The signal on conductor 150 i s introduced to a regulator shown generally at 161. It is the function of regulator 161 to receive the voltage from converter 144, which has a magnitude of at least 6 volts DC, and to regulate that voltage to a positive 5 volts DC. The regulator 161 includes a chip 163 which in a preferred embodiment is a Maxim model no. of ICL7663CPA. The output chip 163 is directed through a current limiting resistor 165. Resistors 167 and 169 form part of a feedback control circuit for chip 163 which provides its output on conductor 41, previously discussed with reference to FIG. 1.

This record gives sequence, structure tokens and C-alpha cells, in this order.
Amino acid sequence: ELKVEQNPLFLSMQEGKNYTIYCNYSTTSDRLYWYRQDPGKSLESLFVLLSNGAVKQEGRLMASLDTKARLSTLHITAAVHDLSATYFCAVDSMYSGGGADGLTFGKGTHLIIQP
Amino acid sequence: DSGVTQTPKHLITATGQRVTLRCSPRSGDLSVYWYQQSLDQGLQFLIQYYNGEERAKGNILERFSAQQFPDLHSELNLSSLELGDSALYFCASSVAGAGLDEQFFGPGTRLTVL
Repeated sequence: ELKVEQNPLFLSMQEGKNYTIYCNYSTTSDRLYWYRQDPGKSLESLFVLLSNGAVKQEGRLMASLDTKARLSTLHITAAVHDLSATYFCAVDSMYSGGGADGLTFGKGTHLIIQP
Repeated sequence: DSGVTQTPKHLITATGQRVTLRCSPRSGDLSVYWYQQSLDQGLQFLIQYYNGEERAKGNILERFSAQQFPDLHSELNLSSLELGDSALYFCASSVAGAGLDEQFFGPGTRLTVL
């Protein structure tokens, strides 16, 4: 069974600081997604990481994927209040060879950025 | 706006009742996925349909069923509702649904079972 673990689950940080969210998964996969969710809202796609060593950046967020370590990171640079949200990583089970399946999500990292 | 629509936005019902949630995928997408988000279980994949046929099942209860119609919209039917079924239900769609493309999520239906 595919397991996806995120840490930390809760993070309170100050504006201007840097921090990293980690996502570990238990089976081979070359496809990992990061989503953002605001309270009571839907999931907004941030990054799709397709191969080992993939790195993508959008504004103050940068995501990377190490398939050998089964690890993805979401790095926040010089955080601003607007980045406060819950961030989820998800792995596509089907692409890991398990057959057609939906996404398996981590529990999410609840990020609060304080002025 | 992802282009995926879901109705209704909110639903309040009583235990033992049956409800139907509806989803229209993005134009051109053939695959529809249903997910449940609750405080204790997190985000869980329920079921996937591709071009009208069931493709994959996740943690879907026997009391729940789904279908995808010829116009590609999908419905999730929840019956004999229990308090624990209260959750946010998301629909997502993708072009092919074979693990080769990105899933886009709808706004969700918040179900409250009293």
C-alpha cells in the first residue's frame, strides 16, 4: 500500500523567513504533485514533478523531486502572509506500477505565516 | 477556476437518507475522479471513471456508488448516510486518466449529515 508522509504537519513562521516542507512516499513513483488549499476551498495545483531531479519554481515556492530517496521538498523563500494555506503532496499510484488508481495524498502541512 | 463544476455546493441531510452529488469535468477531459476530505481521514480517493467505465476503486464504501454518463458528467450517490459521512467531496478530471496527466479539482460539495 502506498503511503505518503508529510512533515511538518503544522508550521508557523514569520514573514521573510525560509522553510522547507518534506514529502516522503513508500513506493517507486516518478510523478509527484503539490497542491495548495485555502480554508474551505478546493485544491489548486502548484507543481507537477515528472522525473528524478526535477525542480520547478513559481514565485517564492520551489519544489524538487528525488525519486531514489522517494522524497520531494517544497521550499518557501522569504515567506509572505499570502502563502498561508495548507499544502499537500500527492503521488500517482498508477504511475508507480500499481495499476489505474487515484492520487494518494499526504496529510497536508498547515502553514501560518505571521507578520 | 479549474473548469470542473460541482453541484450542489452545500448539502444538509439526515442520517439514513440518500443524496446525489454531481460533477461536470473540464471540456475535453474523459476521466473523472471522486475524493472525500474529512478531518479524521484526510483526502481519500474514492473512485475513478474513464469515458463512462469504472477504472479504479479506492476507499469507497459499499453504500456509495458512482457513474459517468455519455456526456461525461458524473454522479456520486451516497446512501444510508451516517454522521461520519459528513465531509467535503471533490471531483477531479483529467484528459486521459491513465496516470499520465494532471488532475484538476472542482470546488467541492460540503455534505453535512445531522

In order to produce the minus 5 volt DC signal on the conductor 43, the plus 5 volt DC signal on conductor 41 is introduced to a charge pump inverter shown generally at 172. This inverter 172 may include a chip 175 such as Maxim ICL7660CPA. A charge capacitor 177 associated with the inverter 172 flips the input positive voltage so that a voltage with a same magnitude but a reverse polarity is introduced on the conductor 43. In this manner, the charge pump inverter 172 provides the minus 5 volt DC signal which is available throughout the monitoring system.
In response to these supply voltages on the conductors 41 and 43, the pulse modulation circuit 39 produces a series of pulses which are output on conductor 47 to pulse LED 45. The optical signal represented by arrow 52 is then introduced to catheter 20 as a pulsating light signal. In a preferred embodiment, the electrical signal on conductor 47 has an amplitude of 40 mA and a pulse duty cycle of 1.5%.